They talk some about the place for PSR in coding standards (specifically PSR-2) and the fact that there's already "sniffs" provided to check against those rules. However, they point out that running this against a non-PSR-2 codebase can be a mess and show you how to customize your own standard to more match your current state. They use an XML configuration file to update the tab width setting to four spaces and then apply the PSR-2 standards. They also show how to exclude certain rules and mention a handy plugin you can use in Sublime Text to keep your code within standards.

tagged: standard phpcs phpcodesniffer sniff configuration xml psr2 update exclude

Link: http://www.thisprogrammingthing.com/2015/creating-your-own-standard-in-phpcs/

Evert Pot:
An XML library for PHP you may not hate.
Apr 02, 2015 @ 11:13:55

Evert Pot has posted about an XML library you may not hate, the sabre/xml library.

If you are writing or consuming API's in PHP, chances are that you need to work with XML. In some cases you may even prefer it. You may have started with SimpleXML and after a while switched to using the DOM after realizing SimpleXML is really not that simple if you strictly use xml namespaces everywhere.

For writing XML, you may have found that using the DOM requires far too much code, or you may simply generate your XML by echoing strings, knowing that it may not be the best idea. sabre/xml hopes to solve your issues, by wrapping XMLReader and XMLWriter, and providing standard design patterns.

He includes some example code showing how it works, extending the XMLReader/Writer functionality with a simplified interface. He includes examples of both writing a new XML file or reading in and working with the contents of a given one. He does point out one issue, though - the library cannot really read in XML contents, modify it and send it back out (it's a "single pass" system). He wraps up the post talking about the various interfaces and elements in the library and some of the overall benefits it provides.

tagged: xml library xmlreader xmlwriter interface simple

Link: http://evertpot.com/an-xml-library-you-may-not-hate/

Web Mozarts:
Defining PHP Annotations in XML
Oct 24, 2014 @ 11:10:53

The Web Mozarts blog has an interesting new post today that talks about using annotations in your PHP code to define the attributes in resulting XML that could be generated dynamically from your objects.

Annotations have become a popular mechanism in PHP to add metadata to your source code in a simple fashion. Their benefits are clear: They are easy to write and simple to understand. Editors offer increasing support for auto-completing and auto-importing annotations. But there are also various counter-arguments: Annotations are written in documentation blocks, which may be removed from packaged code. Also, they are coupled to the source code. Whenever an annotation is changed, the project needs to be rebuilt. This is desirable in some, but not in other cases.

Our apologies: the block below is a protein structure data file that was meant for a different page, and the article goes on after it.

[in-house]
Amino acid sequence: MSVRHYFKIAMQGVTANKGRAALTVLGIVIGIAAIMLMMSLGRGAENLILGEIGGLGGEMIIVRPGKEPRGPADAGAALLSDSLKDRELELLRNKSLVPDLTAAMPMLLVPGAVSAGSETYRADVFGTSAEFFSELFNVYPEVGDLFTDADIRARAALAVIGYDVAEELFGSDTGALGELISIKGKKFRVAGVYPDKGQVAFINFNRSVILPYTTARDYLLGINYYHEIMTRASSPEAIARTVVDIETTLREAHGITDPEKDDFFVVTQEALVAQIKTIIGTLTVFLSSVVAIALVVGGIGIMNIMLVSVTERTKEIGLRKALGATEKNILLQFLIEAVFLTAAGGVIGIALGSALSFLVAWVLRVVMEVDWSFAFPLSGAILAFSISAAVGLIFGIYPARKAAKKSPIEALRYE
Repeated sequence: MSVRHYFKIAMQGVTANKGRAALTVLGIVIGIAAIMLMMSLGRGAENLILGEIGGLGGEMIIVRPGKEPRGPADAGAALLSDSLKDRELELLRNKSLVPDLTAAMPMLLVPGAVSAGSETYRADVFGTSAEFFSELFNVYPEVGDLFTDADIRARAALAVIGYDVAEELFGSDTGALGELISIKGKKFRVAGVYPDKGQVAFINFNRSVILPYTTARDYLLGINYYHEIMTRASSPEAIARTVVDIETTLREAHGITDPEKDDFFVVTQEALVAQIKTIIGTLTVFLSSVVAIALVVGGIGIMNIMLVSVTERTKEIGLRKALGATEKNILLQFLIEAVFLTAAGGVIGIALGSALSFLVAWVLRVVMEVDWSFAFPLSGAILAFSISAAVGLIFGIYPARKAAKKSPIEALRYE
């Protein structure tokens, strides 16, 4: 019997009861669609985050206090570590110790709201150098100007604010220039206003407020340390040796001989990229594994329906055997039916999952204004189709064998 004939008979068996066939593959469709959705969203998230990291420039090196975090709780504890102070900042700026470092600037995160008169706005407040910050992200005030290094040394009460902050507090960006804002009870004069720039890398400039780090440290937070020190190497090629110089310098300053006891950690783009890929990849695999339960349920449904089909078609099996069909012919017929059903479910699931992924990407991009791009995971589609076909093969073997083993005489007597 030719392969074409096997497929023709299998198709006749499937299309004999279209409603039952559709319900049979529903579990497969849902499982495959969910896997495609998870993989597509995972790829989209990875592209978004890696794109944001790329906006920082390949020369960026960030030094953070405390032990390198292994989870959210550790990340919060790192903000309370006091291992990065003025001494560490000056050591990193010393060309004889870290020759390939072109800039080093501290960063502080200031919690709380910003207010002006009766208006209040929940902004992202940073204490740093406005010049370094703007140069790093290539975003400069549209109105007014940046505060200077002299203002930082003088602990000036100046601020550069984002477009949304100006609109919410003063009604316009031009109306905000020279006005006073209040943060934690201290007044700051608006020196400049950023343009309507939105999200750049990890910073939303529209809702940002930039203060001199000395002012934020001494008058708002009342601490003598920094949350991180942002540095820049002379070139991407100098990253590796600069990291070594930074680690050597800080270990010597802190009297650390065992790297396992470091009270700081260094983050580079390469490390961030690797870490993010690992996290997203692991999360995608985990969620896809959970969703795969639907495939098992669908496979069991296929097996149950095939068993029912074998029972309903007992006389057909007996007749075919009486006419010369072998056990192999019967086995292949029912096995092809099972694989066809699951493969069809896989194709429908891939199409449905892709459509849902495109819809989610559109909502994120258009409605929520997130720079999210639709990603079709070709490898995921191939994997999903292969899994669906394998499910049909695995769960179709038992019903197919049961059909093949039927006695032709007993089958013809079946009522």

They focus in on Symfony-based applications as a good base to work from (as they've pushed to have annotations work in the code for things like routing and data type definition). He starts with an example Doctrine class - a "best buddy" for Symfony as far as annotations go - and how the annotations define the different properties. He also includes an example of the XML output of the same definition generated through an "AnnotationReader" instance. He talks about having multiple XML documents representing one object with different annotations put in each, including the XML output. The post finishes with some advantages including the ease of validation by XML-friendly tools looking to interface with the application.

tagged: annotations xml tutorial symfony doctrine example

Link: http://webmozarts.com/2014/10/24/defining-php-annotations-in-xml/

Thomas Weinert:
FluentDOM 5 + XML Namespaces
Aug 07, 2014 @ 10:50:22

In this new post to his site Thomas Weinert shows how to use the FluentDOM library (a PHP implementation of a Javascript library by the same name) when XML namespaces are involved.

FluentDOM 5 allows to register namespaces on the DOM document class. These are not the namespaces of a loaded document, but a definition of namespaces for your programming logic.

He compares it to both a PHP example, using the DOMXpath handling and a Javascript sample using its own xmlDocument functionality. Finally he compares these examples to the few lines of FluentDOM code to handle the same kind of evaluation. He wraps up the post with a brief mention of the "appendElement" function that wraps serveral operations in one for easy element additions.

tagged: fluentdom xml namespace tutorial javascript domxpath element

Link: http://www.a-basketful-of-papayas.net/2014/08/fluentdom-5-xml-namespaces.html